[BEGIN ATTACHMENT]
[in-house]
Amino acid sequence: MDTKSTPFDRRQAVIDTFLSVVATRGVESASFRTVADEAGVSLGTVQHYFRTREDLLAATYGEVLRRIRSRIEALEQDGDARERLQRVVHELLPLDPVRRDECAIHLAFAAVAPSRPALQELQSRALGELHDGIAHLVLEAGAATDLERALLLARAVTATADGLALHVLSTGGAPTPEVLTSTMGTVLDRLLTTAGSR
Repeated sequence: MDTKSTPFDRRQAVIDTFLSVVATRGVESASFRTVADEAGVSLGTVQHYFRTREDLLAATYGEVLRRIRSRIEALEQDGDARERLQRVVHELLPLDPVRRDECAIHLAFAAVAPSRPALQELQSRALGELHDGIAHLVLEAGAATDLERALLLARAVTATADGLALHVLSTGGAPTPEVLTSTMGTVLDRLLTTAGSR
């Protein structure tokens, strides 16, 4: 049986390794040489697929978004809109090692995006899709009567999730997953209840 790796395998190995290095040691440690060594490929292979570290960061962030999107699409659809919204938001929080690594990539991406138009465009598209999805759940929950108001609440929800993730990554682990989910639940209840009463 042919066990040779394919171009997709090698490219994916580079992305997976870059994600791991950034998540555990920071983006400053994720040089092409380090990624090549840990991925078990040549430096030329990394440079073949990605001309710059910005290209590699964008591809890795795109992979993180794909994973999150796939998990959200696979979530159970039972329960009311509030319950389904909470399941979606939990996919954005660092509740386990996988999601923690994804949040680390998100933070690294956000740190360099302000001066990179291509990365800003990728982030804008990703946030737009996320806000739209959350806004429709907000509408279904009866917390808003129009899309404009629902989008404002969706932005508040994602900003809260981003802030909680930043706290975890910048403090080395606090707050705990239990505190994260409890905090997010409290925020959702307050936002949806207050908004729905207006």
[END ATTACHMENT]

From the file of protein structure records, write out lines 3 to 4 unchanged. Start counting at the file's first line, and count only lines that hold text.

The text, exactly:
Repeated sequence: MDTKSTPFDRRQAVIDTFLSVVATRGVESASFRTVADEAGVSLGTVQHYFRTREDLLAATYGEVLRRIRSRIEALEQDGDARERLQRVVHELLPLDPVRRDECAIHLAFAAVAPSRPALQELQSRALGELHDGIAHLVLEAGAATDLERALLLARAVTATADGLALHVLSTGGAPTPEVLTSTMGTVLDRLLTTAGSR
């Protein structure tokens, strides 16, 4: 049986390794040489697929978004809109090692995006899709009567999730997953209840 790796395998190995290095040691440690060594490929292979570290960061962030999107699409659809919204938001929080690594990539991406138009465009598209999805759940929950108001609440929800993730990554682990989910639940209840009463 042919066990040779394919171009997709090698490219994916580079992305997976870059994600791991950034998540555990920071983006400053994720040089092409380090990624090549840990991925078990040549430096030329990394440079073949990605001309710059910005290209590699964008591809890795795109992979993180794909994973999150796939998990959200696979979530159970039972329960009311509030319950389904909470399941979606939990996919954005660092509740386990996988999601923690994804949040680390998100933070690294956000740190360099302000001066990179291509990365800003990728982030804008990703946030737009996320806000739209959350806004429709907000509408279904009866917390808003129009899309404009629902989008404002969706932005508040994602900003809260981003802030909680930043706290975890910048403090080395606090707050705990239990505190994260409890905090997010409290925020959702307050936002949806207050908004729905207006």